Q&A GPS-enhanced beacons

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What are the benefits of a GPS-enhanced EPIRB or PLB?

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Coast Guard casualty investigations reveal that EPIRB users are largely unaware that GPS significantly improves vessel location and rescue efforts.

The addition of GPS typically provides a location accurate to within about 325 feet within 50 to 120 seconds, according to the Coast Guard. By comparison, the location of a 406 beacon without GPS can be determined within about three miles by the first satellite pass and within one mile after three satellite passes, according to the BoatUS Foundation, which runs an EPIRB rental program.

Since the 2008 sinking of the commercial fishing vessel Alaska Ranger with 47 aboard in the Bering Sea, the Commercial Fishing Safety Advisory Committee has recommended that all new EPIRBs aboard commercial fishing vessels include an integral GPS receiver. In that incident, the 189-footer’s Category I EPIRB was not GPS-enhanced, which resulted in a delay in analyzing the data. But a PLB carried by a fisheries observer on board did have GPS and it took only 11 minutes to identify that beacon’s distress signal. Still, five crewmembers died.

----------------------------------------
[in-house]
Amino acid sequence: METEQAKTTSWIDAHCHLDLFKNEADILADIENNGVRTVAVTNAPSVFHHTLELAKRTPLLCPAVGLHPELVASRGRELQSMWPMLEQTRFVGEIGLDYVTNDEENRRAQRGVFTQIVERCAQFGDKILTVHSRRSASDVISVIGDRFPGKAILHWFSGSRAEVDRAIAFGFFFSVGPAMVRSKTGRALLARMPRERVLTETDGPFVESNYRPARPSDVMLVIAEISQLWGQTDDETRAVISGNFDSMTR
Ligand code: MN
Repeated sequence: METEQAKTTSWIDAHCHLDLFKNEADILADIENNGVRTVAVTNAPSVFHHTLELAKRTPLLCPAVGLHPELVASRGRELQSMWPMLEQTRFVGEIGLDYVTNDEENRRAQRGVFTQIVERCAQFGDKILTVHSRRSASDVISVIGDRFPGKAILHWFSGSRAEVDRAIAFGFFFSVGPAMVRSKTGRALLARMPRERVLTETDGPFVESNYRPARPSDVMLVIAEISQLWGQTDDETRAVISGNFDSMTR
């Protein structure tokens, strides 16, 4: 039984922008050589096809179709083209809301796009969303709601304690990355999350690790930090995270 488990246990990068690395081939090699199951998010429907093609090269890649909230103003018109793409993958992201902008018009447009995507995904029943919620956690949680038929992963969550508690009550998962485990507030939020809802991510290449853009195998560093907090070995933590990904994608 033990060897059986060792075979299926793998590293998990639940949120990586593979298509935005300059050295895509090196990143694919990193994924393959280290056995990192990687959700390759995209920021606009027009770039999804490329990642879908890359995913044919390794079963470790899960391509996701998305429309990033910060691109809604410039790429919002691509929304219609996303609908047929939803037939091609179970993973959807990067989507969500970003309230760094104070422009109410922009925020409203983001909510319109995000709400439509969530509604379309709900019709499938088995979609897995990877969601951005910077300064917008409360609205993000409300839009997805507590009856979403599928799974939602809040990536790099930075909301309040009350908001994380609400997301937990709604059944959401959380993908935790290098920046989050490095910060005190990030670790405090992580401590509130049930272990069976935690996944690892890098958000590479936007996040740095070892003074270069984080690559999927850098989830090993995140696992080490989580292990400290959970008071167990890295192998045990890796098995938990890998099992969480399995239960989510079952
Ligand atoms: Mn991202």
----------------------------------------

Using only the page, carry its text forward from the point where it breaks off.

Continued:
As of July 22, 102 people had been rescued in the United States this year through the Cospas-Sarsat satellite rescue system, including 52 people at sea in 17 incidents, according to NOAA. The Coast Guard strongly recommends upgrading to GPS-enhanced distress beacons. Visit www.boatus.com/foundation for information about the BoatUS Foundation’s rental program.
Keep in mind that beacons must be registered with the National Oceanic and Atmospheric Administration. Changing boats, addresses or phone numbers requires another registration. Online registration can be done at www.sarsat.noaa.gov.

This article originally appeared in the October 2011 issue.